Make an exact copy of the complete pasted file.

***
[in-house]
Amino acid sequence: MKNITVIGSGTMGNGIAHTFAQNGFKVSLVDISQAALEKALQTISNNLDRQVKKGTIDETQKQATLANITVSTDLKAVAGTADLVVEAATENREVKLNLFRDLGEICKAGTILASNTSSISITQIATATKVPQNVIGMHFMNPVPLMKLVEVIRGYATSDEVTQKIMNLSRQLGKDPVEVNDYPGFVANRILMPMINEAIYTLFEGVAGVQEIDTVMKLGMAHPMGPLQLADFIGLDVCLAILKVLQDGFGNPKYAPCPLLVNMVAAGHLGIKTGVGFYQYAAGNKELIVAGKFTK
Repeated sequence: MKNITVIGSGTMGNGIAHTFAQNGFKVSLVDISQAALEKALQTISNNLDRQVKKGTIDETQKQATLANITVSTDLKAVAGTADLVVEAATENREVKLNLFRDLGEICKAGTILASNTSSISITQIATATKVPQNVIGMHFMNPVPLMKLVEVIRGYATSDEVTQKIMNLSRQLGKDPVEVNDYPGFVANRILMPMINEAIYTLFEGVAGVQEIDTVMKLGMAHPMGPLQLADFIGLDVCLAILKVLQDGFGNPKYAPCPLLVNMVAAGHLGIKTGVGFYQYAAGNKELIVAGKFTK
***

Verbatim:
[in-house]
Amino acid sequence: MKNITVIGSGTMGNGIAHTFAQNGFKVSLVDISQAALEKALQTISNNLDRQVKKGTIDETQKQATLANITVSTDLKAVAGTADLVVEAATENREVKLNLFRDLGEICKAGTILASNTSSISITQIATATKVPQNVIGMHFMNPVPLMKLVEVIRGYATSDEVTQKIMNLSRQLGKDPVEVNDYPGFVANRILMPMINEAIYTLFEGVAGVQEIDTVMKLGMAHPMGPLQLADFIGLDVCLAILKVLQDGFGNPKYAPCPLLVNMVAAGHLGIKTGVGFYQYAAGNKELIVAGKFTK
Repeated sequence: MKNITVIGSGTMGNGIAHTFAQNGFKVSLVDISQAALEKALQTISNNLDRQVKKGTIDETQKQATLANITVSTDLKAVAGTADLVVEAATENREVKLNLFRDLGEICKAGTILASNTSSISITQIATATKVPQNVIGMHFMNPVPLMKLVEVIRGYATSDEVTQKIMNLSRQLGKDPVEVNDYPGFVANRILMPMINEAIYTLFEGVAGVQEIDTVMKLGMAHPMGPLQLADFIGLDVCLAILKVLQDGFGNPKYAPCPLLVNMVAAGHLGIKTGVGFYQYAAGNKELIVAGKFTK